The Train

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I’m hungry, but I can’t afford the food prices on this Union Pacific train. My stomach is growling when the conductor announces that the Portland Rose was approaching Pocatello, Idaho.

“How long will the train stop?” I asked.

“Ten minutes.”

“Is that all?”

“Not to worry, son. If you have things to do there is another train right behind this one. It will be here in exactly forty-eight hours.”

The train begins slowing. The depot glides into view. That’s when I spot Martha. She’s standing on the freight platform. She’s turned away, facing the mountains, but I recognize her long brown hair and the red coat. We were together at the Kansas City train depot two days ago when she dropped the bad news on me, telling me she’d found someone else and she never wanted to see me again. She knew I was going to Portland. Has she changed her mind? Is she offering me a second chance.

I experience a moment of doubt. It can’t be her. But it is. I certain. I’d know her anywhere.

The train takes forever to come to a halt, and the conductor won’t let me out until he’s followed Union Pacific’s train protocol – wait for a full stop, open the vestibule door and set his metal stepstool on the concrete. Only then does he step out, turn and offer a hand to the heavyset lady who somehow has managed to get ahead of me.

Damn!

In these hectic moments of trying to get out the door I lose site of the freight platform.

The heavy lady steps out and then suffers a dizzy spell. Her cane is of no use and she’s certain to take a header onto the concrete. I’m not a medic. I’m not skilled in helping people, but I manage to slip an arm around her waist and from behind I manage to support her. With the conductor’s assistance we head for a bench made of extruded steel and ease her onto it.

“You okay, Ma’am?” I asked.

“I’ll be fine. Thank you, young man,” she assures me in a breathless whisper.

Not more than two minutes have passed, but in the span of time Martha has vanished. She‘s gone and I‘m close to panic.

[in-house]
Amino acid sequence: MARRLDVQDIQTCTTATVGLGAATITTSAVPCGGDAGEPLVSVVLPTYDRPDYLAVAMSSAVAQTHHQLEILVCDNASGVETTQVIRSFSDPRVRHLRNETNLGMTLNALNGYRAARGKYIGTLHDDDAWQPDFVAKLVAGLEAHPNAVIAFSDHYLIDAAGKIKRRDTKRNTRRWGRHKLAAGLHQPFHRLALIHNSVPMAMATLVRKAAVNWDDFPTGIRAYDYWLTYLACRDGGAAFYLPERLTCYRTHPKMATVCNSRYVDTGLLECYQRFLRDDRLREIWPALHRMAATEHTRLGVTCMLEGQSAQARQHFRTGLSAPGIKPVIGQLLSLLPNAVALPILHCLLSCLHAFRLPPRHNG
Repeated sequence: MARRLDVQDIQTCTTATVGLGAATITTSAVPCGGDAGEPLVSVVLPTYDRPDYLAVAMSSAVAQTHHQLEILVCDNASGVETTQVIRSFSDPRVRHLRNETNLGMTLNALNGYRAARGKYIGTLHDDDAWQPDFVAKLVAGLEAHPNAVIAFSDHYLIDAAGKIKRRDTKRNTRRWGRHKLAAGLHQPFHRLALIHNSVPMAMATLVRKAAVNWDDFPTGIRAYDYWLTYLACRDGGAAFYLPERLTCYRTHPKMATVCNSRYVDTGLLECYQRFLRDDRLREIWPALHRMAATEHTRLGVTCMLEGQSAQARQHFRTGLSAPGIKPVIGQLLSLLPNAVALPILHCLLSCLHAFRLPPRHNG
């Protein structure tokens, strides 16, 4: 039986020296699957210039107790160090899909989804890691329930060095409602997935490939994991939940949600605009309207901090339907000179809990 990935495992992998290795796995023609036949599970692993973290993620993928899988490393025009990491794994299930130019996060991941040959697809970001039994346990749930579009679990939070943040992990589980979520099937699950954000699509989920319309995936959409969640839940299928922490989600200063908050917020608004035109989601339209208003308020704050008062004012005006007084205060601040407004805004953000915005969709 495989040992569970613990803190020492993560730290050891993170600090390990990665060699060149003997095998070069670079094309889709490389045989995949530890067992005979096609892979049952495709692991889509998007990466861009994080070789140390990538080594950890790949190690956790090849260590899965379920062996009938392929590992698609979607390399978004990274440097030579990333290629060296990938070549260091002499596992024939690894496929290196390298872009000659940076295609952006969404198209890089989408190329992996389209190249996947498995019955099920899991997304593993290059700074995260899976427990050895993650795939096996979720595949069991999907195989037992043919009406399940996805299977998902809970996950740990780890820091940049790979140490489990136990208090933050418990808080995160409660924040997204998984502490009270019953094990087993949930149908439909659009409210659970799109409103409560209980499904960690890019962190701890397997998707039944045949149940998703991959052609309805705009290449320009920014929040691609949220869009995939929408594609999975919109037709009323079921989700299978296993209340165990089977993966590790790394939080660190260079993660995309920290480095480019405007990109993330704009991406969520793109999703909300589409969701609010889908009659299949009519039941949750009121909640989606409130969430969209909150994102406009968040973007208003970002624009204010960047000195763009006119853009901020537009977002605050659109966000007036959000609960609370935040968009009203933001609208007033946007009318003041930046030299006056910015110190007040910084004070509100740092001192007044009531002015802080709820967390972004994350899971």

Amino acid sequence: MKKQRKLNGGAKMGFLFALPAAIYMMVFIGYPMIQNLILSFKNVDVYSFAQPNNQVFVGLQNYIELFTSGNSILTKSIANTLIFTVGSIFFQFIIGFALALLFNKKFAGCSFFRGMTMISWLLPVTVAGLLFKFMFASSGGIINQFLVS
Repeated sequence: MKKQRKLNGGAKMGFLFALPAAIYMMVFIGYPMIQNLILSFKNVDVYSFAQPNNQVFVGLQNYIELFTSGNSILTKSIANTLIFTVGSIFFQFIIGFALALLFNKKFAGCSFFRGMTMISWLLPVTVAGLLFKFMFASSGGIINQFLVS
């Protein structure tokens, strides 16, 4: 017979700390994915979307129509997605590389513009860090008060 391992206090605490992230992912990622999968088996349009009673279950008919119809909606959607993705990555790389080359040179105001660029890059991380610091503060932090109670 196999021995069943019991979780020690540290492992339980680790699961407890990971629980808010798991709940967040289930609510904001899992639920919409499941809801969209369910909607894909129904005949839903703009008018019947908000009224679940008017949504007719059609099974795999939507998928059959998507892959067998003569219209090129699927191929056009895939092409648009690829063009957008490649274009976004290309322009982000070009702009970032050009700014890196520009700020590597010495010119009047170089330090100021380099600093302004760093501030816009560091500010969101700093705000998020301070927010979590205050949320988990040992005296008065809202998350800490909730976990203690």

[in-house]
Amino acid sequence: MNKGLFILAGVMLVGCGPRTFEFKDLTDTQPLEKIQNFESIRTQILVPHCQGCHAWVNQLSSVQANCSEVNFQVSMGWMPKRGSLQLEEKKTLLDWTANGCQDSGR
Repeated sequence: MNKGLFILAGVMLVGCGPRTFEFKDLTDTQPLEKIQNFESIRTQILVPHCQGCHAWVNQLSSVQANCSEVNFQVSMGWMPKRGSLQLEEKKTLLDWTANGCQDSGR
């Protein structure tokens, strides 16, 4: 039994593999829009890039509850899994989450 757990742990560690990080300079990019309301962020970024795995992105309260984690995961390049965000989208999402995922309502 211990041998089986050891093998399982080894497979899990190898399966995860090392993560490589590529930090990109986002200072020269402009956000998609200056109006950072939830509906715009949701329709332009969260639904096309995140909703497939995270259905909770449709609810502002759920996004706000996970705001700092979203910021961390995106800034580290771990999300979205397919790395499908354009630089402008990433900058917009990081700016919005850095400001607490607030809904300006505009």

“Did you see a person in a red coat?” I asked a fellow wearing a brown Stetson and cowboy boots.

“Yes, I think I saw a red coat in the coffee shop a minute ago.”

I race to the doorway and scan the diners within. Checking my watch, I see that six of those ten minutes have already passed. The train will be pulling out momentarily and I have to be on it. My stuff is on there. I’m about to decide the whole experience is an illusion. Then a red coat appears at the ladies restroom door.

The train sounds a horn. Decision time has arrived. I must decide now. Glancing through the café window I see the train starting to ease away from the platform. I can still make it if I run. I have to make it. My bag is on the train. But then Martha’s face flashes before me – her pink lipstick, her soft brown eyes, her blue eye shadow, the dimple on in her right cheek, and the small flat place on the end of her nose. Nothing else matters. The hell with my bag.

Pushing my way through the knot of people I force my way within arm’s reach of Martha.

“How did you get here so quickly?” I ask.

The person in the red coat turns to face me. He’s wearing bright red lipstick, has three days of stubble and breath that would turn a rattle snake.

“What are you talking about?” he asks, flashing a mouthful of large, yellow teeth.

I shrink away. What the hell? How did this happen?

Turning on my heel I make it to the entryway. I’m too late. My train and my bag are already a half-mile down the track. I think of my bag with all my clothes and two air force uniforms, my furlough orders. I’ll never catch it. But I have to.

Darting out to the street I hail a Pocatello Taxi. “Follow that train,” I shout as I scoot into the back seat.

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